Defendant prays that the court adjudge and determine the rights, interests and demands of the parties hereto, and that an inquiry and accounting be adjudged to this defendant, and for damages to the date of this action, in the sum of two thousand dollars, and for such other and additional damages as may accrue to this defendant from plaintiff's operations in mining said land.

    This is followed with a description of the land by government sub-divisions, as in plaintiff's petition.

    There is also incorporated in this defendant's answer a copy of the will of said David Caldwell, setting forth the devise of his realty as before pleaded. The various contracts in regard to the leasing of this land, as pleaded in the petition, are then set forth in haec verba. Defendant further alleges that plaintiff claims to have acquired all of the right, title and interest of A.B. Bowen (the original lessee) in said land; and has taken possession of the premises and has attorned and paid rent to Fred D. Smith as her landlord until his death, June 20, 1915, under the provisions of the lease; *Page 151 that plaintiff is taking out large quanties of mineral from said land and is selling and disposing of same and distributing the proceeds, none of which are paid to this defendant. That Fred D. Smith died June 20, 1915, without issue, leaving as sole devisee under the will of said David Caldwell, this defendant, Rowena Kline; that upon the death of Fred D. Smith, all of the rights and interests of the defendant, Mary E. Smith, in said premises, terminated.

    The removal of mineral from said land and the value of same as to gross amount and that of this defendant's royalty is again pleaded; and that plaintiff continues to so remove and dispose of said mineral to defendant's damage, and refuses to account to this defendant for the royalty due as prescribed in the lease.

    The defendant thereupon prays that the court adjudge and determine the interests, estates and liens of the parties hereto, and that this defendant be adjudged damages in the sum of $2000 to the date of this action, and for such further sum as shall accrue from the continuance of the mining of said land and the removal and sale of the mineral therefrom, and for other and further relief.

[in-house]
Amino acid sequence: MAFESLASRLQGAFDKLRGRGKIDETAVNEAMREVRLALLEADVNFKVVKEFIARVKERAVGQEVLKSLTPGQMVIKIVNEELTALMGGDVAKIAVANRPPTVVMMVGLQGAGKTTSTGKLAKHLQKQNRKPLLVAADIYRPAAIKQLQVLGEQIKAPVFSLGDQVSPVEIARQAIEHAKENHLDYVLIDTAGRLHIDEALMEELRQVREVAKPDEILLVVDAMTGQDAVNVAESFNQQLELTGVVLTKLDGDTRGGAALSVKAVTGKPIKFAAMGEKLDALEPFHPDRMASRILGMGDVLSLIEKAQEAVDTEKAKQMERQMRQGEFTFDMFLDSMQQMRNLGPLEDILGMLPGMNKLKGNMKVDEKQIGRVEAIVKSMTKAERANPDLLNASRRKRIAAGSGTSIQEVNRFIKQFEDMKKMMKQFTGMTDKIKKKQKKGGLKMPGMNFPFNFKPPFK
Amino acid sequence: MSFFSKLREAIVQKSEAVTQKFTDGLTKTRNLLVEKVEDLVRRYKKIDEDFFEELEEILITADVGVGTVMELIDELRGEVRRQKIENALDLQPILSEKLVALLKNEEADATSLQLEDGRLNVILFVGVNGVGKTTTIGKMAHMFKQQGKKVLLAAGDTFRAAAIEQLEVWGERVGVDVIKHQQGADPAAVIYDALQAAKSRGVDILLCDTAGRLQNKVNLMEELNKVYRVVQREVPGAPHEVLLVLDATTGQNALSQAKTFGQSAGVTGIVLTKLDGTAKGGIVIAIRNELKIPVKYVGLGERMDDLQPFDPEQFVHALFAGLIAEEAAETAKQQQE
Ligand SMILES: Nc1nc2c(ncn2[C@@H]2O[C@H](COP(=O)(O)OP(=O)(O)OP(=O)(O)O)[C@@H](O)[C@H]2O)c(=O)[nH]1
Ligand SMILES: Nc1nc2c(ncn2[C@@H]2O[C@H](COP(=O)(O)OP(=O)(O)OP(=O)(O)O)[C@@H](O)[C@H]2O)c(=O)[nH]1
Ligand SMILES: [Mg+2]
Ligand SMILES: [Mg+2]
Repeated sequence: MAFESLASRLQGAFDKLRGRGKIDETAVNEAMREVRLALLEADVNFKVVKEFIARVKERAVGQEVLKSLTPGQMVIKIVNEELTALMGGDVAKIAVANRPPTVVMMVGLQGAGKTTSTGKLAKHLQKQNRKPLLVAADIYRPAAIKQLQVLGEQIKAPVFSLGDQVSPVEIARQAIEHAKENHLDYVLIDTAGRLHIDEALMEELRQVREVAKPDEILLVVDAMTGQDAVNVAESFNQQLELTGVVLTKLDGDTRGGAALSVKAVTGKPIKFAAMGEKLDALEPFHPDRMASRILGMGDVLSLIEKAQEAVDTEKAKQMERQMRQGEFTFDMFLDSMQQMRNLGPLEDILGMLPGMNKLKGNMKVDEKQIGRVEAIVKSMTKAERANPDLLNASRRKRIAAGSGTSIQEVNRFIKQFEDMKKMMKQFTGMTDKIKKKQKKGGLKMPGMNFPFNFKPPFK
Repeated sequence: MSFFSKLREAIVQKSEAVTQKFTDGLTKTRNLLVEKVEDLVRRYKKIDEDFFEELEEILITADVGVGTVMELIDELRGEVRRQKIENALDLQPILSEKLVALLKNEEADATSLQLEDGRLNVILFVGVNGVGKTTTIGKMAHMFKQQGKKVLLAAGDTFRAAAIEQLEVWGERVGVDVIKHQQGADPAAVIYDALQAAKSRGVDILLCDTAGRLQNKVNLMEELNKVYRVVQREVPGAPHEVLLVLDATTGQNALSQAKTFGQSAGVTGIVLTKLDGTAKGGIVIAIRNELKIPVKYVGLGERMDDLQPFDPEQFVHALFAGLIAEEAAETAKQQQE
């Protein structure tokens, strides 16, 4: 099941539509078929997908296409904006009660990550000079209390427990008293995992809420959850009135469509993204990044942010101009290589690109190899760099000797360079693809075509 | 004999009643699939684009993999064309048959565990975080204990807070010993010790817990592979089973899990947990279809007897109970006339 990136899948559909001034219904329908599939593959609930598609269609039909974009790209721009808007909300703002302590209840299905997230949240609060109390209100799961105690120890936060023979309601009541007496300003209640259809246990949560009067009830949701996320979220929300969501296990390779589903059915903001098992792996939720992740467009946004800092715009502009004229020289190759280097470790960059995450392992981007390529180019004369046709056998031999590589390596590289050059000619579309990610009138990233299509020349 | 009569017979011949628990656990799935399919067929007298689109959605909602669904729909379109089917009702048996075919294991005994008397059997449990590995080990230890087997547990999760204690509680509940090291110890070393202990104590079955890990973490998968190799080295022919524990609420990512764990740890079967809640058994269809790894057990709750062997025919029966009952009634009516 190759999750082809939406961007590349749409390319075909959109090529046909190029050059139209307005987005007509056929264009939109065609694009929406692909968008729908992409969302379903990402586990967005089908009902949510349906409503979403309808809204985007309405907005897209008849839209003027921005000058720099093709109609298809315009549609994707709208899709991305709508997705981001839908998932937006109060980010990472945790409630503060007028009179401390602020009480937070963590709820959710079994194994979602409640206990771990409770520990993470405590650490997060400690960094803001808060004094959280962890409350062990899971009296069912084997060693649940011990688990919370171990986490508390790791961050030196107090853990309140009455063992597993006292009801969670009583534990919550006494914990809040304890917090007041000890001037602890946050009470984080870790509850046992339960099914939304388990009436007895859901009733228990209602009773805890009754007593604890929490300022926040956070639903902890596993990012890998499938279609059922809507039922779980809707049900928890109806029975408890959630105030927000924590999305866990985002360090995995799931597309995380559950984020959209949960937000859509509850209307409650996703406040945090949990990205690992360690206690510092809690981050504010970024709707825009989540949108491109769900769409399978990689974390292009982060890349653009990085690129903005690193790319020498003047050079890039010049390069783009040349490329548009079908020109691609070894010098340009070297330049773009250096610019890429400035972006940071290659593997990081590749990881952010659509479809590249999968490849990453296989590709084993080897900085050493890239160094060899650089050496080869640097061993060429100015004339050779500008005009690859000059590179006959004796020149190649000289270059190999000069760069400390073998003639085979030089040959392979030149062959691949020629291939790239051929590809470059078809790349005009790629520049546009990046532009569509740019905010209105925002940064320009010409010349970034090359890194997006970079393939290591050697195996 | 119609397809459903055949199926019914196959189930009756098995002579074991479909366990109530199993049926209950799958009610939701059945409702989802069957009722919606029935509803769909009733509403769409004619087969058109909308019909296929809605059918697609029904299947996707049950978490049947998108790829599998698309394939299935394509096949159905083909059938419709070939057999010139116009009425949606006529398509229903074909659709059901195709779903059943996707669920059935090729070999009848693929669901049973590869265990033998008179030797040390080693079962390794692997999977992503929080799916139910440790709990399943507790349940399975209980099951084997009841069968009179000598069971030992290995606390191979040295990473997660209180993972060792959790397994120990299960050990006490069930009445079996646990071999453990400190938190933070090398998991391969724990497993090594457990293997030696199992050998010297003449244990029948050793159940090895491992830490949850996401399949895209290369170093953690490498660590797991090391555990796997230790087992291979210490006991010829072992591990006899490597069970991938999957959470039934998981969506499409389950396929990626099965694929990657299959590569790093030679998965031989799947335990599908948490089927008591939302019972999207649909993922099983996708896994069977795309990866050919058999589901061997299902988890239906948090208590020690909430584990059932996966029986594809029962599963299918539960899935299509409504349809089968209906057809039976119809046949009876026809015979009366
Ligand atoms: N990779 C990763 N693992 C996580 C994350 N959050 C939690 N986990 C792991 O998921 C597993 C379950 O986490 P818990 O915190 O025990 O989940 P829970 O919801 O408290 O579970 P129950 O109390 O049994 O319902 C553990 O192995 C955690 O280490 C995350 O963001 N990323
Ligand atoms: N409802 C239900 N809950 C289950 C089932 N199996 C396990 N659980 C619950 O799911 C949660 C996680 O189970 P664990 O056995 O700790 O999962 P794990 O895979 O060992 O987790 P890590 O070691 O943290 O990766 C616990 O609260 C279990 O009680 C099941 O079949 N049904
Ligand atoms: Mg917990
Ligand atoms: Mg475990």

The plaintiff, thereupon, filed a reply to the defendant Rowena Kline's answer. After a general denial it is in these words: "Plaintiff further replying to said answer of defendant Rowena Kline, states that the plaintiff relying upon theReply. validity of the mining lease bearing the date of January 31, 1907, executed by Fred D. Smith and Mary E. Smith, as lessors, and joined in and ratified and confirmed by defendant Rowena Kline, Charles B. Caldwell, N.A. Caldwell, made to A.B. Bowen, his heirs and assigns, running for a period ending January 31, 1927, was induced to and did purchase all of the rights and privileges granted by said mining lease to the said A.B. Bowen, lessee, and was induced to and did pay out large sums of money therefor, believing that the same was binding upon said Fred D. Smith, Mary E. Smith, and upon *Page 152 defendant Rowena Kline, Charles B. Caldwell and N.A. Caldwell; and believing said lease to be valid and binding in all of its terms and for a period therein designated, and having no notice or knowledge of any adverse claim, plaintiff expended large sums of money developing said mining lands, erecting machinery thereon for the cleaning and dressing of ores, sinking shafts, at a cost to plaintiff of at least $35,000; and plaintiff relying upon the validity of said mining lease sub-let portions of said real estate to tenants for mining operations and said tenants expended large sums of money in developing the property covered by said mining lease in drilling and sinking shafts and opening up mines and erecting machinery thereon for the cleaning of ores, at a cost of at least $25,000; and during all of said times said defendant knew that the plaintiff was expending large sums of money in the development of the mines on said real estate and knew of the mining operations thereon by the sub-tenants and of the large expenditures of money by the plaintiff and said sub-tenants, and the said defendant made no objections thereto, but on the contrary acquiesced in and encouraged the plaintiff and her sub-tenants to make said expenditures; and that the said defendant knew that the plaintiff at and before the time plaintiff purchased said mining lease from A.B. Bowen was contemplating the purchase and was about to purchase the same, and made no objections thereto, but on the contrary induced and encouraged the plaintiff to purchase the same; and the plaintiff alleges that the said defendant, Rowena Kline, is now estopped and debarred from claiming that said mining lease is not binding upon her for the full period named in said lease."